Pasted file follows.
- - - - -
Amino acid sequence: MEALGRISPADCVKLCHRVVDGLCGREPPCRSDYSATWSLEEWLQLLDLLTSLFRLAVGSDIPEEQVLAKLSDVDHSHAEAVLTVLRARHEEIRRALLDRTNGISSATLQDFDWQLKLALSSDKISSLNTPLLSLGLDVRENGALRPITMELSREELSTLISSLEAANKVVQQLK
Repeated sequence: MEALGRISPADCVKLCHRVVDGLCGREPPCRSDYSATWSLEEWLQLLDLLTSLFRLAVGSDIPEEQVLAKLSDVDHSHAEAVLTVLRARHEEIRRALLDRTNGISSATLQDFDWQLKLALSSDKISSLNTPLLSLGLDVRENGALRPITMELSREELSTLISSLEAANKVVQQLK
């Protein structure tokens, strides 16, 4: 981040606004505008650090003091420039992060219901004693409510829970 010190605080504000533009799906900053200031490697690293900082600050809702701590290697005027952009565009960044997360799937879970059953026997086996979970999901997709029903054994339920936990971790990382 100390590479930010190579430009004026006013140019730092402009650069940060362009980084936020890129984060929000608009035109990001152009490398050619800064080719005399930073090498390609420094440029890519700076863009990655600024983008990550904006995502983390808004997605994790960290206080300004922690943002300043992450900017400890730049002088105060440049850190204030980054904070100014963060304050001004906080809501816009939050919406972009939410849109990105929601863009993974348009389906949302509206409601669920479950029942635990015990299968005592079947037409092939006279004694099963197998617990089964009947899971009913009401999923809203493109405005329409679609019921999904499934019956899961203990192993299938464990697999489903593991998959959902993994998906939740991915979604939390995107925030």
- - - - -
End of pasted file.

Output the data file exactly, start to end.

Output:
Amino acid sequence: MEALGRISPADCVKLCHRVVDGLCGREPPCRSDYSATWSLEEWLQLLDLLTSLFRLAVGSDIPEEQVLAKLSDVDHSHAEAVLTVLRARHEEIRRALLDRTNGISSATLQDFDWQLKLALSSDKISSLNTPLLSLGLDVRENGALRPITMELSREELSTLISSLEAANKVVQQLK
Repeated sequence: MEALGRISPADCVKLCHRVVDGLCGREPPCRSDYSATWSLEEWLQLLDLLTSLFRLAVGSDIPEEQVLAKLSDVDHSHAEAVLTVLRARHEEIRRALLDRTNGISSATLQDFDWQLKLALSSDKISSLNTPLLSLGLDVRENGALRPITMELSREELSTLISSLEAANKVVQQLK
């Protein structure tokens, strides 16, 4: 981040606004505008650090003091420039992060219901004693409510829970 010190605080504000533009799906900053200031490697690293900082600050809702701590290697005027952009565009960044997360799937879970059953026997086996979970999901997709029903054994339920936990971790990382 100390590479930010190579430009004026006013140019730092402009650069940060362009980084936020890129984060929000608009035109990001152009490398050619800064080719005399930073090498390609420094440029890519700076863009990655600024983008990550904006995502983390808004997605994790960290206080300004922690943002300043992450900017400890730049002088105060440049850190204030980054904070100014963060304050001004906080809501816009939050919406972009939410849109990105929601863009993974348009389906949302509206409601669920479950029942635990015990299968005592079947037409092939006279004694099963197998617990089964009947899971009913009401999923809203493109405005329409679609019921999904499934019956899961203990192993299938464990697999489903593991998959959902993994998906939740991915979604939390995107925030």